April is no longer the cruelest month as it seems. I just had my birthday in a joint celebration of the premier of the new season of Game of Thrones and Veep. Around the same time, Apple started their sales of Apple Watch, which makes me wonder, and this extends to all wearable technologies, why I would want a watch that tells me more than time.
My parents used to say when they were young, they could not have even begun to dream that they would have a black box sitting in their living room with real people moving and talking inside. Let alone moving pictures inside your jean pocket. I shrugged off their sudden reminiscent amazement while sending that carefully numbered text message to my friend (exactly 150 Latin characters, or 75 Chinese).
Am I too old for wearable technology? Is this lack of interest in wearable technology a sign that I have crossed that bridge to the other side of the generation who think phones should make phone calls and nothing more?
Essentially, a smart watch 1) tells you time, 2) counts the number of steps you take every day, measures your heartbeat, or all that fitness stuff, 3) helps you stay connected with the world.
A watch on my wrist has always made me feel I am in control of my time.
I have worn a watch since my teenage years when a cell phone was really a cordless land line phone. A watch on my wrist has always made me feel I am in control of my time; I didn’t need to fish out the phone from my bag; didn’t need the clock on the classroom wall. All I needed was control over my time, and that is one point for Smart Watch.
Step counting is a nice idea; I would like to know how many extra steps I took today so I could eat that double ice cream after dinner. Despite the fact that Claire Underwood so ardently endorses midnight jogs, jogging is not as healthy as it seems, especially for a lumpy space princess like me. (Jogging is damaging to the knees, the spine has to absorb the impact of your weight, but I’m not here to talk about health issues.)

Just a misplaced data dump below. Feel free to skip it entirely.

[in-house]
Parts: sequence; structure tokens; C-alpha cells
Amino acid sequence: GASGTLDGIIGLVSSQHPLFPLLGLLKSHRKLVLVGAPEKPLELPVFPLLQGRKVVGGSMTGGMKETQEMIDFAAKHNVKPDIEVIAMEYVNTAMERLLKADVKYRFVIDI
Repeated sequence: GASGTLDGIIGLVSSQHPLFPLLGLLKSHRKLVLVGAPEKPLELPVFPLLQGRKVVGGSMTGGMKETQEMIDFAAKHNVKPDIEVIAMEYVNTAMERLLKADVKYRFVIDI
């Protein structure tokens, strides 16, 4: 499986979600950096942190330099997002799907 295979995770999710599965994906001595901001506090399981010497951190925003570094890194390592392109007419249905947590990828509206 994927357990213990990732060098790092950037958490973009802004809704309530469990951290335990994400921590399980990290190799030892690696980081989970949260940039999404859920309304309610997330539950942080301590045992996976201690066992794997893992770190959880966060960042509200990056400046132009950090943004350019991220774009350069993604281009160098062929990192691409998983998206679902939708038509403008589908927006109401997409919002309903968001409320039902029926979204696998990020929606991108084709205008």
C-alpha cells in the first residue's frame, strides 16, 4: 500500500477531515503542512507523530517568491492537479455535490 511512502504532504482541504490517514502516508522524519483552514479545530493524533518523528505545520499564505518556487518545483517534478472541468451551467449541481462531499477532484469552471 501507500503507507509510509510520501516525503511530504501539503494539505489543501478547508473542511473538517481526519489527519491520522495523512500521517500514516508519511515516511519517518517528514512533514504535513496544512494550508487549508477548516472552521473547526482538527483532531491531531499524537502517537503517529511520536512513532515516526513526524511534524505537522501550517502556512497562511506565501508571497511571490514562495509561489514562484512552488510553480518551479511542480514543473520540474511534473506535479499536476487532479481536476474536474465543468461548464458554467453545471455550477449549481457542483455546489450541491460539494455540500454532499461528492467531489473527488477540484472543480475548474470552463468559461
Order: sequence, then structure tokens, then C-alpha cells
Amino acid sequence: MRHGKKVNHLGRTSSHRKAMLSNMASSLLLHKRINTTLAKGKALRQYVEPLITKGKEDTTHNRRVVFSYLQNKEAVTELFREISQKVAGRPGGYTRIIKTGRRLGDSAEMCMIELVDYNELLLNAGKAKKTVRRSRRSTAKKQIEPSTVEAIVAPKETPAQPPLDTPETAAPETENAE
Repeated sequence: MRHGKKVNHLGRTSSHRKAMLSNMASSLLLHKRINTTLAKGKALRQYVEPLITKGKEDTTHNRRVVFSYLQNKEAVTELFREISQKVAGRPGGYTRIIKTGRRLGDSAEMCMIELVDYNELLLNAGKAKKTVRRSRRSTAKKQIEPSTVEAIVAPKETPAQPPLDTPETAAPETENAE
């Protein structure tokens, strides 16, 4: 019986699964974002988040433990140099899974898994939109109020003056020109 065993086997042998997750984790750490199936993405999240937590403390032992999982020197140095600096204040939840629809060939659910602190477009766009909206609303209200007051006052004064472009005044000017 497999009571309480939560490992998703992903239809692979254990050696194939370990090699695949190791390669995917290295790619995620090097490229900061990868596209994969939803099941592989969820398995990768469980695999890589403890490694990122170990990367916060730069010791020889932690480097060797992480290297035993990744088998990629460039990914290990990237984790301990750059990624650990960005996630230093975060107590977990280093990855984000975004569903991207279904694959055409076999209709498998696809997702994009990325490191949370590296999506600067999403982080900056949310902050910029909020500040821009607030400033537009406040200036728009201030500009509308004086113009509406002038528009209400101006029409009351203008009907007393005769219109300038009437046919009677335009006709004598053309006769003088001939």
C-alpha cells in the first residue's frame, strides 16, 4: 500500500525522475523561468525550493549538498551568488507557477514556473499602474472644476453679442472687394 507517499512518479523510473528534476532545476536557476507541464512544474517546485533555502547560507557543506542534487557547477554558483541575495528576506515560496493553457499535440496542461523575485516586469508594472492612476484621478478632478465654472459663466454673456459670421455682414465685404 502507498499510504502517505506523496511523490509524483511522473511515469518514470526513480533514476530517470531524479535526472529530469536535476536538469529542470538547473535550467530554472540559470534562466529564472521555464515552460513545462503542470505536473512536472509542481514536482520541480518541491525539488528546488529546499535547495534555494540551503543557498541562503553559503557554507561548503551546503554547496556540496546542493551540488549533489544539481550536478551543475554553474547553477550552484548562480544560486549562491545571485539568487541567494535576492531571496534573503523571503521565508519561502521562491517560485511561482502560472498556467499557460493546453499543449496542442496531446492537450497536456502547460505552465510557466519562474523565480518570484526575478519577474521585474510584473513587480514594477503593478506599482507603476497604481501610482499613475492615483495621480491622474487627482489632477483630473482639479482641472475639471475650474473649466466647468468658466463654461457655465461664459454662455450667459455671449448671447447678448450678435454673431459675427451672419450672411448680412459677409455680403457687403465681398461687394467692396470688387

Lastly, and this is the main reason why I wonder if I’m already too old for this world: that constant connection to the (digital) world. As if our phone were not bad enough already.
Hanging out with a friend, whom I haven’t seen in person for 6 months? Let’s look at her Facebook page to bring you up to date with her life. Having a nice dinner with someone? Whatsapp messages. Getting naked with my boyfriend? Phone buzzing. After a while it’s that little LED blinking light, winking at me, begging for my touch, appealing to my curiosity, demanding my attention.
And now imagine this pull into the virtual world right on my wrist, becoming not just a part of my life, one of my objects, but becoming a part of me.
We assume so much self importance that we think the world would stop working because we disconnect 2 hours from the Internet. We get disappointed when we realize the world just goes on as it is with or without us in it. We stay even closer in touch with the world to never feel that disappointment ever again.
“We are not too old, we are just lazy and not rich enough.”
I asked my boyfriend if we are indeed too old for all the new shiny technology. His answer reveals more truth than my rambling, “we are not too old, we are just lazy and not rich enough. We don’t jog, we don’t need a step counter. Plus we don’t have the money for a miniature iPhone.”